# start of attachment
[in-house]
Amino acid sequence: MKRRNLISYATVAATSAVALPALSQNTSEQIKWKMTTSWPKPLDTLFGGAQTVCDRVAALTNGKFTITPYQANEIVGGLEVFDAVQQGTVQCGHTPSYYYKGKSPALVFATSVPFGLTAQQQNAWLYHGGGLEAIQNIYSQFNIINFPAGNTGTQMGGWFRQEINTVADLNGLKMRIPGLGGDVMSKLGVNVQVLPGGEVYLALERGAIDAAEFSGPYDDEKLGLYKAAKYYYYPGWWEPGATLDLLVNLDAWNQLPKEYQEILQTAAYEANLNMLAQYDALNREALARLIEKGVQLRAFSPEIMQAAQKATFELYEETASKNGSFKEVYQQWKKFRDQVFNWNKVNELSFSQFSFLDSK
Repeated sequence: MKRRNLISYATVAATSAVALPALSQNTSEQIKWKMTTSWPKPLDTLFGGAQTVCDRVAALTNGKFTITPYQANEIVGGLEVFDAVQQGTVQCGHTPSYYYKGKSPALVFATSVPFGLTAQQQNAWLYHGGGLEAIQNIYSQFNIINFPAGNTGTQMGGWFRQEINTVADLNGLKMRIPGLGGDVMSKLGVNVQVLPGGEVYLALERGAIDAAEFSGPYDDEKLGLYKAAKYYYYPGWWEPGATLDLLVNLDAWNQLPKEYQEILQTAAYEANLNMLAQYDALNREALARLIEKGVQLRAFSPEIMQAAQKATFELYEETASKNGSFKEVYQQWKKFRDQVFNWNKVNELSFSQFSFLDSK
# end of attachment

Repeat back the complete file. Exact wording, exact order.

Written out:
[in-house]
Amino acid sequence: MKRRNLISYATVAATSAVALPALSQNTSEQIKWKMTTSWPKPLDTLFGGAQTVCDRVAALTNGKFTITPYQANEIVGGLEVFDAVQQGTVQCGHTPSYYYKGKSPALVFATSVPFGLTAQQQNAWLYHGGGLEAIQNIYSQFNIINFPAGNTGTQMGGWFRQEINTVADLNGLKMRIPGLGGDVMSKLGVNVQVLPGGEVYLALERGAIDAAEFSGPYDDEKLGLYKAAKYYYYPGWWEPGATLDLLVNLDAWNQLPKEYQEILQTAAYEANLNMLAQYDALNREALARLIEKGVQLRAFSPEIMQAAQKATFELYEETASKNGSFKEVYQQWKKFRDQVFNWNKVNELSFSQFSFLDSK
Repeated sequence: MKRRNLISYATVAATSAVALPALSQNTSEQIKWKMTTSWPKPLDTLFGGAQTVCDRVAALTNGKFTITPYQANEIVGGLEVFDAVQQGTVQCGHTPSYYYKGKSPALVFATSVPFGLTAQQQNAWLYHGGGLEAIQNIYSQFNIINFPAGNTGTQMGGWFRQEINTVADLNGLKMRIPGLGGDVMSKLGVNVQVLPGGEVYLALERGAIDAAEFSGPYDDEKLGLYKAAKYYYYPGWWEPGATLDLLVNLDAWNQLPKEYQEILQTAAYEANLNMLAQYDALNREALARLIEKGVQLRAFSPEIMQAAQKATFELYEETASKNGSFKEVYQQWKKFRDQVFNWNKVNELSFSQFSFLDSK